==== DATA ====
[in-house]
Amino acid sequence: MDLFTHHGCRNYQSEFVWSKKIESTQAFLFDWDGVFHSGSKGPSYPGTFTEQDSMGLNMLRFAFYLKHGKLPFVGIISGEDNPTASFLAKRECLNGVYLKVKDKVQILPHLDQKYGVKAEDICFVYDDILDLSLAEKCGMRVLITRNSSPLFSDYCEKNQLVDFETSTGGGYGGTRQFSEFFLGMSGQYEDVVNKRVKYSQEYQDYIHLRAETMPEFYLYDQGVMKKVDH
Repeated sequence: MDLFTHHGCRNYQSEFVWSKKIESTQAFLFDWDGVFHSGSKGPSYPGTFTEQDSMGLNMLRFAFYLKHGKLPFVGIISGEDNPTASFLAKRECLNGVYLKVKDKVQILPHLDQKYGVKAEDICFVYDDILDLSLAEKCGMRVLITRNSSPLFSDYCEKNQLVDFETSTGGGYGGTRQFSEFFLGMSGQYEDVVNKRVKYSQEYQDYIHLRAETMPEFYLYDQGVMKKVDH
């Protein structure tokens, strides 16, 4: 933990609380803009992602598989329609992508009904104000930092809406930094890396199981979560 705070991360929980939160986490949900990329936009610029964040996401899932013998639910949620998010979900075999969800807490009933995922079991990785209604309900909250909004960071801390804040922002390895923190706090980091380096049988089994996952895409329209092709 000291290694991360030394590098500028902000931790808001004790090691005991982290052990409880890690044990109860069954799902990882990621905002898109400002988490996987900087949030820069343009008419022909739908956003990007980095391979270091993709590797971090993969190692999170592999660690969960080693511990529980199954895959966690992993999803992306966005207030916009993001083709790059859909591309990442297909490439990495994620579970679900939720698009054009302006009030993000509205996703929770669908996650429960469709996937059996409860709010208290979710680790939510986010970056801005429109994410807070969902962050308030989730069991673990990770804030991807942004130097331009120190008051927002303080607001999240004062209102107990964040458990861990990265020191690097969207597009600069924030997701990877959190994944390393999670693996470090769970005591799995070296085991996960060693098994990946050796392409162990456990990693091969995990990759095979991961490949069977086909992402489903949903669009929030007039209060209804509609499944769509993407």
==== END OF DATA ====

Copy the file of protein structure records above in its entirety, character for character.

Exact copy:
[in-house]
Amino acid sequence: MDLFTHHGCRNYQSEFVWSKKIESTQAFLFDWDGVFHSGSKGPSYPGTFTEQDSMGLNMLRFAFYLKHGKLPFVGIISGEDNPTASFLAKRECLNGVYLKVKDKVQILPHLDQKYGVKAEDICFVYDDILDLSLAEKCGMRVLITRNSSPLFSDYCEKNQLVDFETSTGGGYGGTRQFSEFFLGMSGQYEDVVNKRVKYSQEYQDYIHLRAETMPEFYLYDQGVMKKVDH
Repeated sequence: MDLFTHHGCRNYQSEFVWSKKIESTQAFLFDWDGVFHSGSKGPSYPGTFTEQDSMGLNMLRFAFYLKHGKLPFVGIISGEDNPTASFLAKRECLNGVYLKVKDKVQILPHLDQKYGVKAEDICFVYDDILDLSLAEKCGMRVLITRNSSPLFSDYCEKNQLVDFETSTGGGYGGTRQFSEFFLGMSGQYEDVVNKRVKYSQEYQDYIHLRAETMPEFYLYDQGVMKKVDH
């Protein structure tokens, strides 16, 4: 933990609380803009992602598989329609992508009904104000930092809406930094890396199981979560 705070991360929980939160986490949900990329936009610029964040996401899932013998639910949620998010979900075999969800807490009933995922079991990785209604309900909250909004960071801390804040922002390895923190706090980091380096049988089994996952895409329209092709 000291290694991360030394590098500028902000931790808001004790090691005991982290052990409880890690044990109860069954799902990882990621905002898109400002988490996987900087949030820069343009008419022909739908956003990007980095391979270091993709590797971090993969190692999170592999660690969960080693511990529980199954895959966690992993999803992306966005207030916009993001083709790059859909591309990442297909490439990495994620579970679900939720698009054009302006009030993000509205996703929770669908996650429960469709996937059996409860709010208290979710680790939510986010970056801005429109994410807070969902962050308030989730069991673990990770804030991807942004130097331009120190008051927002303080607001999240004062209102107990964040458990861990990265020191690097969207597009600069924030997701990877959190994944390393999670693996470090769970005591799995070296085991996960060693098994990946050796392409162990456990990693091969995990990759095979991961490949069977086909992402489903949903669009929030007039209060209804509609499944769509993407």